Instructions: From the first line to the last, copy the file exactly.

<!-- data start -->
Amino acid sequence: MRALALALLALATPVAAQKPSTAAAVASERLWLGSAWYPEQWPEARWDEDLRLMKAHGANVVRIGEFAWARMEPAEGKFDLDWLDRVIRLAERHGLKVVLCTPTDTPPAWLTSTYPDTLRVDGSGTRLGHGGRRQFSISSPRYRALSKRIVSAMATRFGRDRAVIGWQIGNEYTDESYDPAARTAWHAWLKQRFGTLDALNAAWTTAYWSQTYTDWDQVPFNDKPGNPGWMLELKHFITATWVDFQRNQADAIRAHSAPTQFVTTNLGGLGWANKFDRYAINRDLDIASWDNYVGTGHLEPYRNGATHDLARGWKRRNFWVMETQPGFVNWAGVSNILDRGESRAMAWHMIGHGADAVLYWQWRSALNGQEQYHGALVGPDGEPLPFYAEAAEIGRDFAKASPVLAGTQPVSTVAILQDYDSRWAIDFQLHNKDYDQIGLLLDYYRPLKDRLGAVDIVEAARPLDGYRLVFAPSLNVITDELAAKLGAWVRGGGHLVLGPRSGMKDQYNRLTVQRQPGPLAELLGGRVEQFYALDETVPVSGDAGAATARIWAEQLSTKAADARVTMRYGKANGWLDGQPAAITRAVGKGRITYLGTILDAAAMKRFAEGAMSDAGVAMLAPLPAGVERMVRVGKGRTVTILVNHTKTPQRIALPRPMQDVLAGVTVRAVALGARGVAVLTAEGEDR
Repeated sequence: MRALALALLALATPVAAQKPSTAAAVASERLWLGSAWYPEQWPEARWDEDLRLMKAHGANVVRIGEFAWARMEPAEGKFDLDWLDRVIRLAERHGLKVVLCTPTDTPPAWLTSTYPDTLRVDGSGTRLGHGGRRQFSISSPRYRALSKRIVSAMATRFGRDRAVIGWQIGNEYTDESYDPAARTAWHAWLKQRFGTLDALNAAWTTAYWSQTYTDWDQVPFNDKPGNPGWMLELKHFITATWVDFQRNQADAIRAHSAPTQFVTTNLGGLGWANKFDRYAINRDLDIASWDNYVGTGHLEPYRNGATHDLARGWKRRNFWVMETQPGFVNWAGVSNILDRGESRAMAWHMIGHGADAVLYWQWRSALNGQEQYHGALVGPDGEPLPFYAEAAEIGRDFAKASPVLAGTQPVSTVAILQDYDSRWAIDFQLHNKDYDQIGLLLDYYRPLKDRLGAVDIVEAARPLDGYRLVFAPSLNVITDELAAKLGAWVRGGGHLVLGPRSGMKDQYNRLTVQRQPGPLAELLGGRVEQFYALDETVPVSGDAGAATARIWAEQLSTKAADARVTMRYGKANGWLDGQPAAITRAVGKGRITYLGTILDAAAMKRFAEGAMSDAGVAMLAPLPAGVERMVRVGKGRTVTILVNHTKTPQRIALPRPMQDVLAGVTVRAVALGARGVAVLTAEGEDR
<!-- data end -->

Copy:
Amino acid sequence: MRALALALLALATPVAAQKPSTAAAVASERLWLGSAWYPEQWPEARWDEDLRLMKAHGANVVRIGEFAWARMEPAEGKFDLDWLDRVIRLAERHGLKVVLCTPTDTPPAWLTSTYPDTLRVDGSGTRLGHGGRRQFSISSPRYRALSKRIVSAMATRFGRDRAVIGWQIGNEYTDESYDPAARTAWHAWLKQRFGTLDALNAAWTTAYWSQTYTDWDQVPFNDKPGNPGWMLELKHFITATWVDFQRNQADAIRAHSAPTQFVTTNLGGLGWANKFDRYAINRDLDIASWDNYVGTGHLEPYRNGATHDLARGWKRRNFWVMETQPGFVNWAGVSNILDRGESRAMAWHMIGHGADAVLYWQWRSALNGQEQYHGALVGPDGEPLPFYAEAAEIGRDFAKASPVLAGTQPVSTVAILQDYDSRWAIDFQLHNKDYDQIGLLLDYYRPLKDRLGAVDIVEAARPLDGYRLVFAPSLNVITDELAAKLGAWVRGGGHLVLGPRSGMKDQYNRLTVQRQPGPLAELLGGRVEQFYALDETVPVSGDAGAATARIWAEQLSTKAADARVTMRYGKANGWLDGQPAAITRAVGKGRITYLGTILDAAAMKRFAEGAMSDAGVAMLAPLPAGVERMVRVGKGRTVTILVNHTKTPQRIALPRPMQDVLAGVTVRAVALGARGVAVLTAEGEDR
Repeated sequence: MRALALALLALATPVAAQKPSTAAAVASERLWLGSAWYPEQWPEARWDEDLRLMKAHGANVVRIGEFAWARMEPAEGKFDLDWLDRVIRLAERHGLKVVLCTPTDTPPAWLTSTYPDTLRVDGSGTRLGHGGRRQFSISSPRYRALSKRIVSAMATRFGRDRAVIGWQIGNEYTDESYDPAARTAWHAWLKQRFGTLDALNAAWTTAYWSQTYTDWDQVPFNDKPGNPGWMLELKHFITATWVDFQRNQADAIRAHSAPTQFVTTNLGGLGWANKFDRYAINRDLDIASWDNYVGTGHLEPYRNGATHDLARGWKRRNFWVMETQPGFVNWAGVSNILDRGESRAMAWHMIGHGADAVLYWQWRSALNGQEQYHGALVGPDGEPLPFYAEAAEIGRDFAKASPVLAGTQPVSTVAILQDYDSRWAIDFQLHNKDYDQIGLLLDYYRPLKDRLGAVDIVEAARPLDGYRLVFAPSLNVITDELAAKLGAWVRGGGHLVLGPRSGMKDQYNRLTVQRQPGPLAELLGGRVEQFYALDETVPVSGDAGAATARIWAEQLSTKAADARVTMRYGKANGWLDGQPAAITRAVGKGRITYLGTILDAAAMKRFAEGAMSDAGVAMLAPLPAGVERMVRVGKGRTVTILVNHTKTPQRIALPRPMQDVLAGVTVRAVALGARGVAVLTAEGEDR